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Migraines are persisting headaches that recur frequently. This is often accompanied by nausea, visual disturbances or sensitivity to light.

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The pain of a migraine headache is usually concentrated on one side of the head. This throbbing feeling may persist anywhere from 6 to 48 hours. Migraines are often accompanied by other symptoms such as nausea, light and sound sensitivity, fatigue, irritibility and numbness or tingling feelings. Often there is a "warning" when a migraine is about to occur. This often takes the form of visual disturbances, such as seeing stars or lines. After a migraine, people often have difficulty concentrating and feel exhausted. Neck pain also accompanies some migraine headaches.

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Migraines often occur in times of stress. These sometimes debilitating headaches cause great difficulties concentrating and can lead to difficulties in work, and in personal lives. Irritability symptoms can damage relationships with children, friends and spouses. In extremely rare cases, migraines can cause strokes due to the narrowing of the arteries.

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Possible Causes

Migraines affect about 6% of the population. It is not known exactly what is the root cause of migraine, yet the mechanism at work is simple. The migraine begins when blood vessels in the brain contract (shrink), restricting blood flow and leading to the symptoms of visual disturbances, numbness and fatigue. After this, the vessels then dialate (widen), leading to the massive headaches that are characteristic of migraines. Often migraines are triggered by foods or events, these vary by the individual, but often include the following:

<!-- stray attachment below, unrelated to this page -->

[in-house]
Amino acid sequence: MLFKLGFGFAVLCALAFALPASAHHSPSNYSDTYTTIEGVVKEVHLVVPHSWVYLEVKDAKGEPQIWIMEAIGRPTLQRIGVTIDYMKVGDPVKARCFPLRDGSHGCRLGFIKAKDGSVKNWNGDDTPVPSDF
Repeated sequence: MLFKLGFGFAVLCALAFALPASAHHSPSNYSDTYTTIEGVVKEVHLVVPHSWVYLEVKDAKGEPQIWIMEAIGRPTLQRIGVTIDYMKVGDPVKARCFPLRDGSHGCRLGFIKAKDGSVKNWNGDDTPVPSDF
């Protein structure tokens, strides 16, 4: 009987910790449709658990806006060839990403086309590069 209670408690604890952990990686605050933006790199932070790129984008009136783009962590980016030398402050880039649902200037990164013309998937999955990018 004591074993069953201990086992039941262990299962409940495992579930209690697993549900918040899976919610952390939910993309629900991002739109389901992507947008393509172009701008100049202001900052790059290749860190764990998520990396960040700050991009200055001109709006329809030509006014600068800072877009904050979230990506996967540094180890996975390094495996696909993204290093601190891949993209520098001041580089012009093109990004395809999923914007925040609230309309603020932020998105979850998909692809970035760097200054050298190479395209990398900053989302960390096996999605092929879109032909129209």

• Monosodium glutamate (MSG), commonly found in processed food and commercial fast food
  • Cigarettes smoke
  • Alcohol or caffeine
  • Certain foods such as onions, chocolate, nuts, citrus and dairy products
  • Stress
  • Skipping Meals
  • Nitrates (found in bacon, hot dogs and salami)
  • Changes in sleep patterns (too much or too little)

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Treatment Options

Migraines are often treated with medication. There is no cure for migraines, but these medications may make them more manageable or less frequent. Ergot deritivatives are one possible treatment, as are Triptans such as Imitrex. Sometimes, pain reliever narcotics are prescribed in leiu of specific migraine medication. Over the counter NSAIDs (non-steroidal anti-inflammatory drugs) such as asprin, acetaminophen and ibuprofin are often effective in treating mild migraines. Migraine medication poses a risk to those with heart disease, as it narrows blood vessels. People who have both heart disease and migraines should be very careful and consult their doctors.

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Home Care & Natural Remedies

Non-drug options for migraines include avoiding "triggers" like cigarette smoke or certain foods, as well as stress management techniques such as exercise, yoga and tai chi. Many people find it helpful to rest in a quiet, dark room with a cool, damp cloth over their head. This will help relax the body and sooth the light and sound sensitivity that accompanies many migraines.

There are conflicting reports regarding the effacy of the herb feverfew. Studies have suggested both that it is effective in alleviating migraines, but nearly as many studies have found it no more effective than a placebo. It is best to consult a certified herbalist before attempting such a course of treatment.

Coenzyme Q10 and Vitamins B2 and B3 all improve blood flow to the brain. This may assist in preventing or relieving migraines. It is also thought that calcium and magnesium are important to brain and nerve health as well, making them both fairly important for general health, and perhaps another factor in migraine relief.

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